‘Minds, Brains and Learning Games’ begins by sniping at the ‘parallel world’ of pseudo-neuroscience found in many schools’.  On the basis of a UK survey which showed that graduate trainees held unscientific beliefs about effective teaching, Dr Howard-Jones concludes that these ideas persist when these graduates confront the real world of the school.   This assumption strikes me as a failure of logic, not to mention a failure of university teacher-training in the UK.  So I hope that the rest of what he had to say had more validity.  The paper goes on to tackle the neuroscience of video games.  Research (the details of which you can read for yourself if you’re keen) explains why they’re so engaging, and that ‘the same neural and cognitive processes appear to underlie both the hazard and the educational potential of video games’.   What appears to be relevant to teaching and learning is that students are attracted to games offering reward-uncertainty, that is, they have an element of chance.  So as it turns out, the teachers at my school whose annual action research project is to learn a gaming program called Scratch are exploring how creating learning games of this type may be very effective in the classroom.

More than one of these papers talked about the need for neuroscience to connect with the work of classroom teachers.  Donna Nitschke listed factors which inhibit the dissemination of relevant information:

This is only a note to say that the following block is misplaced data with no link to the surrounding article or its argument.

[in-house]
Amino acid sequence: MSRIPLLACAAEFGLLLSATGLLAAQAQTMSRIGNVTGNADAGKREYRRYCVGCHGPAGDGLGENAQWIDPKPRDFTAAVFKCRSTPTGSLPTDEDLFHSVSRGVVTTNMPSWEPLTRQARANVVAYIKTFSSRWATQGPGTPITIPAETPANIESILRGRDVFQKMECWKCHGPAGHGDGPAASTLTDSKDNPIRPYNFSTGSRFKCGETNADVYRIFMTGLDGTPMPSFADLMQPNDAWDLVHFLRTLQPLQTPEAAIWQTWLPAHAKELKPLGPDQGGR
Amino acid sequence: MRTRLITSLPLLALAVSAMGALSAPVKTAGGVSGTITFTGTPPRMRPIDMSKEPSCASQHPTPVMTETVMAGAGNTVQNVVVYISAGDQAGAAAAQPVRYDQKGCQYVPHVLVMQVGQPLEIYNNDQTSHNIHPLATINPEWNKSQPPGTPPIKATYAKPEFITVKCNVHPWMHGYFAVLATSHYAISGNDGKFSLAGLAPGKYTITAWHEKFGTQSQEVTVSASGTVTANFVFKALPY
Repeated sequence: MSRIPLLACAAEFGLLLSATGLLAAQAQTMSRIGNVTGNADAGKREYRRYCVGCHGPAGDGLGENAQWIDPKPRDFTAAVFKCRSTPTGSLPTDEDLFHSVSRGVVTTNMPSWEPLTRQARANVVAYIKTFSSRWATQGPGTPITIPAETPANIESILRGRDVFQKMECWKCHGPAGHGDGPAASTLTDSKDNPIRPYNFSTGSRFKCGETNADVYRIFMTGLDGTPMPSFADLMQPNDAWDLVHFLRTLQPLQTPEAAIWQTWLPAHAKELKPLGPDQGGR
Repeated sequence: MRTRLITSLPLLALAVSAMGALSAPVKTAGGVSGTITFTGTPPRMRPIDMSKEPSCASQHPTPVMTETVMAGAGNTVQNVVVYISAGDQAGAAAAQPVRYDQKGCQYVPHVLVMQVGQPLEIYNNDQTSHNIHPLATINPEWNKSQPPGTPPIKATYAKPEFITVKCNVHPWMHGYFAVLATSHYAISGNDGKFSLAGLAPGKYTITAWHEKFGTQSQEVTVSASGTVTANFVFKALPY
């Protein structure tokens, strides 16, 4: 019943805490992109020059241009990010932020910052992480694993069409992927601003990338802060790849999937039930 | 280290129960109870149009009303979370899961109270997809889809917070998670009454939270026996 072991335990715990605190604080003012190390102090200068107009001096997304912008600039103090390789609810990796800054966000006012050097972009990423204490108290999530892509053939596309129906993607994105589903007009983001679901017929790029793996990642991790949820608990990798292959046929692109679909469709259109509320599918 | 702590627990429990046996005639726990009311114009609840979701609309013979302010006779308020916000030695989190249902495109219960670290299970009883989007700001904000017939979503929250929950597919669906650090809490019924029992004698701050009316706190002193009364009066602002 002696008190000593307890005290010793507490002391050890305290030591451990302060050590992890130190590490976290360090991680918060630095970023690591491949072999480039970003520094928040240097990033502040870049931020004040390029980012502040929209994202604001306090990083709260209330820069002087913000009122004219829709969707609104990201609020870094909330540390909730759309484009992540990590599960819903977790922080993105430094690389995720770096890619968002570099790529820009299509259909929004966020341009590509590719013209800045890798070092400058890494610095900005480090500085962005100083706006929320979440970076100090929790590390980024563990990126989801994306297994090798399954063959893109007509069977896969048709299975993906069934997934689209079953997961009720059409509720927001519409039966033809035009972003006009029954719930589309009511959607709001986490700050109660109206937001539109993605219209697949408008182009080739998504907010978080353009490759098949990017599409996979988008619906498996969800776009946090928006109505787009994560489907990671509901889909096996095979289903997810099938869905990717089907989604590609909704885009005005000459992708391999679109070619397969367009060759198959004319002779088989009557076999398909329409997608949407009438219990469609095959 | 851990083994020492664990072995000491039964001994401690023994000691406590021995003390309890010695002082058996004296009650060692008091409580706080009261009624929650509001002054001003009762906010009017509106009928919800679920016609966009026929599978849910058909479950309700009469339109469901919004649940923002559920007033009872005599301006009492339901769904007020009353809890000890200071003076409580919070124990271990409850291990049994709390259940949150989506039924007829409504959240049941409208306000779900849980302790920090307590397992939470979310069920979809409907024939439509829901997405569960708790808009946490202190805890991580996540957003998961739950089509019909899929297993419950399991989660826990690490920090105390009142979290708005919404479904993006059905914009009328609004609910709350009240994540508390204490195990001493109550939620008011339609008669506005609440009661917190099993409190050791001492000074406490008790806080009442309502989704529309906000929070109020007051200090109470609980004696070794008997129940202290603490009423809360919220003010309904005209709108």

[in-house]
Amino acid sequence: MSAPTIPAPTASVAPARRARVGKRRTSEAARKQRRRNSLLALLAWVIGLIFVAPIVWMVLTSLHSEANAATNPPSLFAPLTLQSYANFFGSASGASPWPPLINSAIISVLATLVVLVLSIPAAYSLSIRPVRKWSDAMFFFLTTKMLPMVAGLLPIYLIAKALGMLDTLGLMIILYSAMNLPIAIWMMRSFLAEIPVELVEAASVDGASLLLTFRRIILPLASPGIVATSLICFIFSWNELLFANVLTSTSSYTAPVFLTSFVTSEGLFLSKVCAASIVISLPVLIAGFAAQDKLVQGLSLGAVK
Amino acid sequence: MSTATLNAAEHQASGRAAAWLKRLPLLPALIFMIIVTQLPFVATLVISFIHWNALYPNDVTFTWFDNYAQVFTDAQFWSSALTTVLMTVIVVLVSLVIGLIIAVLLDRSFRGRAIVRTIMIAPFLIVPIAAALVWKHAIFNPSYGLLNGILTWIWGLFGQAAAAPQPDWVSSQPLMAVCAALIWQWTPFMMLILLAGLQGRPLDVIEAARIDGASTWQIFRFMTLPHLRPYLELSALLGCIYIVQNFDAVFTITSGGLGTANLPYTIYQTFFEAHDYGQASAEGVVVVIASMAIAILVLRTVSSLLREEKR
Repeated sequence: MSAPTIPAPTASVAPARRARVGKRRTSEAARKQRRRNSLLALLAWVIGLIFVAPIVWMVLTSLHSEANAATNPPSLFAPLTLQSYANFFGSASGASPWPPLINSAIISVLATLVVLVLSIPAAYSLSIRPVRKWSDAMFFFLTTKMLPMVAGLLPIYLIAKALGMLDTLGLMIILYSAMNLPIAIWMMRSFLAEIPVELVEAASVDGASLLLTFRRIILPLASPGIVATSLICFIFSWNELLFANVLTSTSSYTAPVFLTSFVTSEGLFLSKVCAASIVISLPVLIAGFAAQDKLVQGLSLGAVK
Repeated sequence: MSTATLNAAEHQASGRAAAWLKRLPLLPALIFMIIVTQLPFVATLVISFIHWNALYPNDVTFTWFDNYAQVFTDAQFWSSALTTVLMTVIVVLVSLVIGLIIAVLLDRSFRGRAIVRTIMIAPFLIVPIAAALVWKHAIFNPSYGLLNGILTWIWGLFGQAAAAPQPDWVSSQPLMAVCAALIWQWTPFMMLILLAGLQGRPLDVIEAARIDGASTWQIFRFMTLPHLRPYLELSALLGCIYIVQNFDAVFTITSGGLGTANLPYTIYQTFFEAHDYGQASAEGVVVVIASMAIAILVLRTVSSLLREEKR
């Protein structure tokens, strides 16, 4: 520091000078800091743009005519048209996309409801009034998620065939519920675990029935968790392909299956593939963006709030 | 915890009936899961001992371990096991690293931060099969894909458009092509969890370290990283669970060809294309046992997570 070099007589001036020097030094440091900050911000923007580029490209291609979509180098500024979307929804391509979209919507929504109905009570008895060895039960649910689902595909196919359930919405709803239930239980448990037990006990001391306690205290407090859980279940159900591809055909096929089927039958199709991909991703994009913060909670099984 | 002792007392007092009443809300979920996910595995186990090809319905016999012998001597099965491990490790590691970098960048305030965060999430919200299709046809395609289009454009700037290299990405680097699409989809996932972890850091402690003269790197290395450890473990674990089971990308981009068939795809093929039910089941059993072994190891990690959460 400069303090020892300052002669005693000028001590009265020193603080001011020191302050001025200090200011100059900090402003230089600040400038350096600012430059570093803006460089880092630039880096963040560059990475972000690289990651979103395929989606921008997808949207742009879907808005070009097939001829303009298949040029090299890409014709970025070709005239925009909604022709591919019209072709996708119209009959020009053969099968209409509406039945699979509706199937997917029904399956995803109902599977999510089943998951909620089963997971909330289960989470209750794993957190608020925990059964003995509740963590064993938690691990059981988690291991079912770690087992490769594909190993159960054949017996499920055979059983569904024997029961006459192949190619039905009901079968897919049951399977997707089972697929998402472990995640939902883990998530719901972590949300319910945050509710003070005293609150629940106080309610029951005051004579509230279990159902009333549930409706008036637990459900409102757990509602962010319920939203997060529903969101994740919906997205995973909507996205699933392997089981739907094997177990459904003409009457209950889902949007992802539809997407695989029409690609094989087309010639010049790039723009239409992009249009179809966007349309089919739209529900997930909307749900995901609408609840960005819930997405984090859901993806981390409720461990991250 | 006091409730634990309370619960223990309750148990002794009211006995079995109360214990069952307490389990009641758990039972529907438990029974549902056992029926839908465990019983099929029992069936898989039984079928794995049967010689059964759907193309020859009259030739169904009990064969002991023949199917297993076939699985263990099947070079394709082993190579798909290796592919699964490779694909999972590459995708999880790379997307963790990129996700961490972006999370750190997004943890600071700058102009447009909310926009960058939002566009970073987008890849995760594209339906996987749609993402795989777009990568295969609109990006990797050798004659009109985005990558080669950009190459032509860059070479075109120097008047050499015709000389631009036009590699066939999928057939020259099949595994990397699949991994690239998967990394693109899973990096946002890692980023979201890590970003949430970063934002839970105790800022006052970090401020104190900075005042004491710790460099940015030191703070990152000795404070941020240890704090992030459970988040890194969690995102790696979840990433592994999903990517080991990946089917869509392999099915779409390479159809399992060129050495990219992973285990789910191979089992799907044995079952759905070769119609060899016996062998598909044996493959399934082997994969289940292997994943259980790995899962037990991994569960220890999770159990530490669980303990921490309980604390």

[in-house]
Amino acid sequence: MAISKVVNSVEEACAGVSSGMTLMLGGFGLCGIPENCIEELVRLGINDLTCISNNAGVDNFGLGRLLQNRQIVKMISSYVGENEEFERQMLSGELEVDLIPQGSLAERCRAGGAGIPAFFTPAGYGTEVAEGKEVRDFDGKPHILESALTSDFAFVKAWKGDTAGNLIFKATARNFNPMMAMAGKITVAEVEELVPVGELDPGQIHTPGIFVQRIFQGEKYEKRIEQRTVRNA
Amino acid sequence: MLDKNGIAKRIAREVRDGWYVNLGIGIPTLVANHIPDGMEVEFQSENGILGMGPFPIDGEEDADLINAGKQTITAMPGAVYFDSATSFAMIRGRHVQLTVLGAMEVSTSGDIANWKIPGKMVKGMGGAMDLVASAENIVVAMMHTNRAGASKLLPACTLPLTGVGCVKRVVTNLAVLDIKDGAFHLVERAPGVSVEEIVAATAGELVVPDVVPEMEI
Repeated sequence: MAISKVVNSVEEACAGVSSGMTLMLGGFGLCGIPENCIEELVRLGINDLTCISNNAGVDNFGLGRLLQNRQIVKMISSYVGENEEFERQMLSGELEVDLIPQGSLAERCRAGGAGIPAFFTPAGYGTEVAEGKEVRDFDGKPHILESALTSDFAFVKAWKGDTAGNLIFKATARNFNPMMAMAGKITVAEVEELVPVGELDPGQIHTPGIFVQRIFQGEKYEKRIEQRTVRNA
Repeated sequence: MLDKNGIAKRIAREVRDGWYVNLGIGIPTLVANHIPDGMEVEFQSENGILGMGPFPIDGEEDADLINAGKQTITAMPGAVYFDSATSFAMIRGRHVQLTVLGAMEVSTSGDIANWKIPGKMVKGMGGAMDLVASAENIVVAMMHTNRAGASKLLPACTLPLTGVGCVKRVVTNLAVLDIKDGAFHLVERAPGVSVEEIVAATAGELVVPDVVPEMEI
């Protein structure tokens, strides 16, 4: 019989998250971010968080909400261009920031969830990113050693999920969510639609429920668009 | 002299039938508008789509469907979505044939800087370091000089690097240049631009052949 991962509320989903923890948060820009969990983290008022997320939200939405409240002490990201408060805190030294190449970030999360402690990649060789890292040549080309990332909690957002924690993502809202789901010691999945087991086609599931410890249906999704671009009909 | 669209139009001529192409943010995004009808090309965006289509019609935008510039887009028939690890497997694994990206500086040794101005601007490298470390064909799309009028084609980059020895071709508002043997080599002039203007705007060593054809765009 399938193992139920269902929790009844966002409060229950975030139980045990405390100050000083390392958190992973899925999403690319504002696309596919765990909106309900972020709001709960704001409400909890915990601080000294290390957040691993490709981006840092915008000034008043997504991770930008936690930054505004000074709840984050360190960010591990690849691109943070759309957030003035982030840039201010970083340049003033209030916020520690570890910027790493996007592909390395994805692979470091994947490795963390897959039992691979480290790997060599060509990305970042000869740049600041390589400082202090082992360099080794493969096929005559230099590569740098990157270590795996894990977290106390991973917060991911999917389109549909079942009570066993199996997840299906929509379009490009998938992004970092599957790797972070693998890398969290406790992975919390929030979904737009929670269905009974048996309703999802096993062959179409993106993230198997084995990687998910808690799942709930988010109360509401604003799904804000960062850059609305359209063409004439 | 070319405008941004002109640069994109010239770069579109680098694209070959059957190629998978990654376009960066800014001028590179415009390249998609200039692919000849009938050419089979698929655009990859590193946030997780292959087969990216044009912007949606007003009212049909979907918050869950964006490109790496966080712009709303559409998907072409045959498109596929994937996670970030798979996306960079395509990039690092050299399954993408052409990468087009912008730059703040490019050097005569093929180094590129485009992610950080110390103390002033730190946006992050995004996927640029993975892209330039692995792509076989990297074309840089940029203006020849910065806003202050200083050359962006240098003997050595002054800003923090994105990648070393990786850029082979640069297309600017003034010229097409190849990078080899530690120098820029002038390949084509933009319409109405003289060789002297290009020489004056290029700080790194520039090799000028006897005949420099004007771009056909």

• the speed of change in neuroscience
  • ‘professional discipline barriers’ [especially techno-speak in the discipline]
  • neuro-myths caused by over-extrapolation of research findings [a.k.a. ‘don’t mess with my findings’]
  • commercial misapplication of research findings e.g. so-called ‘brain-based education’
  • lack of training for teachers for them to deal with the above, and [as usual]
  • time and financial constraints on teachers.  [She also mentions ‘attitudinal’ constraints on teachers, without indicating what these might be].

Nitschke goes on to mention a program called ‘Being the Best Learner You Can Be’ which uses a games-based format to improve attention, memory, emotional literacy and higher order thinking skills.  It’s learning focussed rather than teaching or curriculum focussed, and is targeted on the executive function skills mentioned above.   Of course it includes improving ‘framing and delivery of curriculum by teachers.’  Google and I couldn’t find out anything about it.

Professor John Pegg’s paper considered the ‘reality of working memory and neural functioning’.   Working memory is what we use for temporary storage of information but it’s more than just short-term memory.   It’s ‘the brain’s ability to hold information in the mind while transforming it or other information.’  The size of working memory doesn’t increase as we improve expertise in a task, but our brains ‘chunk’ information enabling better efficiency. On the other hand the amount of stuff we can store in long-term memory seems unlimited.  Alas, the capacity to retrieve it can decline, as those of us with ageing brains can testify…